I suppose there should be some discussion on the controversy here. Yes, Incredibles 2 has some sequences involving flashing images that may be harmful to people with epilepsy. It was definitely straining to my eyes, and I don’t usually have trouble with that, but I left the theater with a headache. Is it a problem? Yeah, kind of. This was a poor decision and I’m surprised no one thought about the effect it would have on the big screen. I think, at home, it won’t be an issue,but this was a major mistake. There were other ways to make these sequences work on film. Still, I’d rather watch this sequence than discuss the other controversy the film has: public outcry over the lack of “The” in the title (seriously, this was also a thing).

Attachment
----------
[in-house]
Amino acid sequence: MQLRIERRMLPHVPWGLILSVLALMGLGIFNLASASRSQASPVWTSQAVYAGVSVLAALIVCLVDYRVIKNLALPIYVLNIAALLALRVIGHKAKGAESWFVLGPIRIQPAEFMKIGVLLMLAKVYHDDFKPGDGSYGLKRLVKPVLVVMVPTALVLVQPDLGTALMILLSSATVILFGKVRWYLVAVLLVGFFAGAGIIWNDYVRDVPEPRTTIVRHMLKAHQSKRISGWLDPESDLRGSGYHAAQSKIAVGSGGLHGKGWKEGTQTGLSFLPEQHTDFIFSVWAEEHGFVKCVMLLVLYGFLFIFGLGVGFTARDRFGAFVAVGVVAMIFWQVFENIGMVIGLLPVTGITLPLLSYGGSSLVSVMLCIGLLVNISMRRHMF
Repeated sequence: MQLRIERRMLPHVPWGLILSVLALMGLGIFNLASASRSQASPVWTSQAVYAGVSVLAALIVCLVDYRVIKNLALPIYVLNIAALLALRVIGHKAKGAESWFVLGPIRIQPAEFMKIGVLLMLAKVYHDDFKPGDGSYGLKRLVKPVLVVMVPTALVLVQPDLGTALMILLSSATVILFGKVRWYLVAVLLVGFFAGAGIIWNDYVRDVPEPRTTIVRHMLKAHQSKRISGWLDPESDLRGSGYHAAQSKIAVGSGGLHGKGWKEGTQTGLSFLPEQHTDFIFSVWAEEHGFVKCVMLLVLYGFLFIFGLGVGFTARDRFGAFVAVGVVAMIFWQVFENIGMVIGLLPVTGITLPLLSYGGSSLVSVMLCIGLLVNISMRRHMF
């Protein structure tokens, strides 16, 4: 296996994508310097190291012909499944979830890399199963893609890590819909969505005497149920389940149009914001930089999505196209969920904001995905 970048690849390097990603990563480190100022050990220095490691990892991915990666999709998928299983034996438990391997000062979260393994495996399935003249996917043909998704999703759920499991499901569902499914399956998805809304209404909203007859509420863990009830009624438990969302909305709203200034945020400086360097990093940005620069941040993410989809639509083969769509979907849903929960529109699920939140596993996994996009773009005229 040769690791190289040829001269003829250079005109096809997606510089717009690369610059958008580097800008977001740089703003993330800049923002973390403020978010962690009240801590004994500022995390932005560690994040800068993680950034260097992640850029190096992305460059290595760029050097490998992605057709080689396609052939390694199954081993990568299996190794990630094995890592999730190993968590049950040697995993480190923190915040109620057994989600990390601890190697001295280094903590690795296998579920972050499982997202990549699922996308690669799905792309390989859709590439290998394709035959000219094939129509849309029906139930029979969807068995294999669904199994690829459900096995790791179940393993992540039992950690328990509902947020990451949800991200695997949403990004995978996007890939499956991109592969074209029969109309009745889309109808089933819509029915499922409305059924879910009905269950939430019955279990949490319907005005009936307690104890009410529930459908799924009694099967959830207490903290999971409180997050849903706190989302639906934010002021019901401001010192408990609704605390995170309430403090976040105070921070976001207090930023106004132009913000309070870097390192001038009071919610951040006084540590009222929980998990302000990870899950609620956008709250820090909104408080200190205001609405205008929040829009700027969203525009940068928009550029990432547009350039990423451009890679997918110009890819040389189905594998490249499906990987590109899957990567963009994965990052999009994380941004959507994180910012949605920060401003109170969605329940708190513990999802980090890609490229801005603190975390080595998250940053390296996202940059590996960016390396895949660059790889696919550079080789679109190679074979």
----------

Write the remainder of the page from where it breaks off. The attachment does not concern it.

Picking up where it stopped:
Incredibles 2 is an all-around wonder of a film, and though it isn’t as strong as the first film (but really, that’s a tough ladder to climb), it is still quite an exceptional experience. Barring some pacing issues in the second half of the film, Incredibles 2 is a well-structured and emotionally resonant sequel that moves its core group of characters forward in new and exciting ways. This is definitely one to see.

 

4/5

-Kyle A. Goethe

Blog at WordPress.com.

Up ↑